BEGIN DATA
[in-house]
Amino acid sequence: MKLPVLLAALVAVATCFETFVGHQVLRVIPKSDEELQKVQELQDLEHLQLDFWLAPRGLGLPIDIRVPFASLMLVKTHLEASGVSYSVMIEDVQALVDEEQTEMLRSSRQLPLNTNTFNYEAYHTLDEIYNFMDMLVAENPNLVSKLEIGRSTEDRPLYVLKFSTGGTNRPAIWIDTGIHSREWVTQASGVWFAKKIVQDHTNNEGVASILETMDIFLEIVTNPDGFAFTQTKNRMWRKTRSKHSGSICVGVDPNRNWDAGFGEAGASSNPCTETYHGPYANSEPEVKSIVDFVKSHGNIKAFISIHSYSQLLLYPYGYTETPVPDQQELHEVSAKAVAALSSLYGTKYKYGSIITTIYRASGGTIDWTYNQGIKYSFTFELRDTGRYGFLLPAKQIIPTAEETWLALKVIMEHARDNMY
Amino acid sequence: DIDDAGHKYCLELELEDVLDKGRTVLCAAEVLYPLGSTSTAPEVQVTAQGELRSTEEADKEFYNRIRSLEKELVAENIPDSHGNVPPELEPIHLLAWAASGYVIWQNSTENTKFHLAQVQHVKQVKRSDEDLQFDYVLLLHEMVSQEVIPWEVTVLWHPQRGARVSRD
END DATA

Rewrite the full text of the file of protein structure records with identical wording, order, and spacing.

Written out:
[in-house]
Amino acid sequence: MKLPVLLAALVAVATCFETFVGHQVLRVIPKSDEELQKVQELQDLEHLQLDFWLAPRGLGLPIDIRVPFASLMLVKTHLEASGVSYSVMIEDVQALVDEEQTEMLRSSRQLPLNTNTFNYEAYHTLDEIYNFMDMLVAENPNLVSKLEIGRSTEDRPLYVLKFSTGGTNRPAIWIDTGIHSREWVTQASGVWFAKKIVQDHTNNEGVASILETMDIFLEIVTNPDGFAFTQTKNRMWRKTRSKHSGSICVGVDPNRNWDAGFGEAGASSNPCTETYHGPYANSEPEVKSIVDFVKSHGNIKAFISIHSYSQLLLYPYGYTETPVPDQQELHEVSAKAVAALSSLYGTKYKYGSIITTIYRASGGTIDWTYNQGIKYSFTFELRDTGRYGFLLPAKQIIPTAEETWLALKVIMEHARDNMY
Amino acid sequence: DIDDAGHKYCLELELEDVLDKGRTVLCAAEVLYPLGSTSTAPEVQVTAQGELRSTEEADKEFYNRIRSLEKELVAENIPDSHGNVPPELEPIHLLAWAASGYVIWQNSTENTKFHLAQVQHVKQVKRSDEDLQFDYVLLLHEMVSQEVIPWEVTVLWHPQRGARVSRD